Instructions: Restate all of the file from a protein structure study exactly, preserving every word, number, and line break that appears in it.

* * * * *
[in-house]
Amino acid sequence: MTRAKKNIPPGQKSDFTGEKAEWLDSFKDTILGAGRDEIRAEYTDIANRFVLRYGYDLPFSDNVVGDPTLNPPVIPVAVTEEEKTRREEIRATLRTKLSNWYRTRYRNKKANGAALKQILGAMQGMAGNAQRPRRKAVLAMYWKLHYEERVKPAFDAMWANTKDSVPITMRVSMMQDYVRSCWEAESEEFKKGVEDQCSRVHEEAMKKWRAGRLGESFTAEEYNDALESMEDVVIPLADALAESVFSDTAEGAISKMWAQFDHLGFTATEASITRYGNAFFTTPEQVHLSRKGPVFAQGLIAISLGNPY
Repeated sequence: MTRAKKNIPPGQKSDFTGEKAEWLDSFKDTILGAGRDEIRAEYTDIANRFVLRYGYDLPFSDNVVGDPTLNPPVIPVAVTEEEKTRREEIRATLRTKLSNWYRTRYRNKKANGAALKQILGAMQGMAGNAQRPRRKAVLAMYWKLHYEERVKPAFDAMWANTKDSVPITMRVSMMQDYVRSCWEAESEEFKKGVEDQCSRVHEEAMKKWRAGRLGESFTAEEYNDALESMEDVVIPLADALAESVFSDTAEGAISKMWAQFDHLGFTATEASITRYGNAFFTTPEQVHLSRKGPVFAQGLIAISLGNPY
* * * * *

[in-house]
Amino acid sequence: MTRAKKNIPPGQKSDFTGEKAEWLDSFKDTILGAGRDEIRAEYTDIANRFVLRYGYDLPFSDNVVGDPTLNPPVIPVAVTEEEKTRREEIRATLRTKLSNWYRTRYRNKKANGAALKQILGAMQGMAGNAQRPRRKAVLAMYWKLHYEERVKPAFDAMWANTKDSVPITMRVSMMQDYVRSCWEAESEEFKKGVEDQCSRVHEEAMKKWRAGRLGESFTAEEYNDALESMEDVVIPLADALAESVFSDTAEGAISKMWAQFDHLGFTATEASITRYGNAFFTTPEQVHLSRKGPVFAQGLIAISLGNPY
Repeated sequence: MTRAKKNIPPGQKSDFTGEKAEWLDSFKDTILGAGRDEIRAEYTDIANRFVLRYGYDLPFSDNVVGDPTLNPPVIPVAVTEEEKTRREEIRATLRTKLSNWYRTRYRNKKANGAALKQILGAMQGMAGNAQRPRRKAVLAMYWKLHYEERVKPAFDAMWANTKDSVPITMRVSMMQDYVRSCWEAESEEFKKGVEDQCSRVHEEAMKKWRAGRLGESFTAEEYNDALESMEDVVIPLADALAESVFSDTAEGAISKMWAQFDHLGFTATEASITRYGNAFFTTPEQVHLSRKGPVFAQGLIAISLGNPY